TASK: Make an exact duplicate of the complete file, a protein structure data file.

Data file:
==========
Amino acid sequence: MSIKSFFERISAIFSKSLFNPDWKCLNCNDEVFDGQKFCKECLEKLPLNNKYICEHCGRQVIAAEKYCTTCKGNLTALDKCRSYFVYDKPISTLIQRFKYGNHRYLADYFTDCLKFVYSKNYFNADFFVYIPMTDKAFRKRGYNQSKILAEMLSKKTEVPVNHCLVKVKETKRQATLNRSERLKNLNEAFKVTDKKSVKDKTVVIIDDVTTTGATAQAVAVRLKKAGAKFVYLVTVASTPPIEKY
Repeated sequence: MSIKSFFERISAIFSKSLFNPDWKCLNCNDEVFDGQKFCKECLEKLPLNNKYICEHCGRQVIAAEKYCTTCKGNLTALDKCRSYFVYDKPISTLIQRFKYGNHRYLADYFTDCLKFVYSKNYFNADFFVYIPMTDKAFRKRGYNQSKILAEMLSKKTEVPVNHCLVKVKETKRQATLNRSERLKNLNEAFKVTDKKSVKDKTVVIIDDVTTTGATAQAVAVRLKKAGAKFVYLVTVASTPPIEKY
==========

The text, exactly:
Amino acid sequence: MSIKSFFERISAIFSKSLFNPDWKCLNCNDEVFDGQKFCKECLEKLPLNNKYICEHCGRQVIAAEKYCTTCKGNLTALDKCRSYFVYDKPISTLIQRFKYGNHRYLADYFTDCLKFVYSKNYFNADFFVYIPMTDKAFRKRGYNQSKILAEMLSKKTEVPVNHCLVKVKETKRQATLNRSERLKNLNEAFKVTDKKSVKDKTVVIIDDVTTTGATAQAVAVRLKKAGAKFVYLVTVASTPPIEKY
Repeated sequence: MSIKSFFERISAIFSKSLFNPDWKCLNCNDEVFDGQKFCKECLEKLPLNNKYICEHCGRQVIAAEKYCTTCKGNLTALDKCRSYFVYDKPISTLIQRFKYGNHRYLADYFTDCLKFVYSKNYFNADFFVYIPMTDKAFRKRGYNQSKILAEMLSKKTEVPVNHCLVKVKETKRQATLNRSERLKNLNEAFKVTDKKSVKDKTVVIIDDVTTTGATAQAVAVRLKKAGAKFVYLVTVASTPPIEKY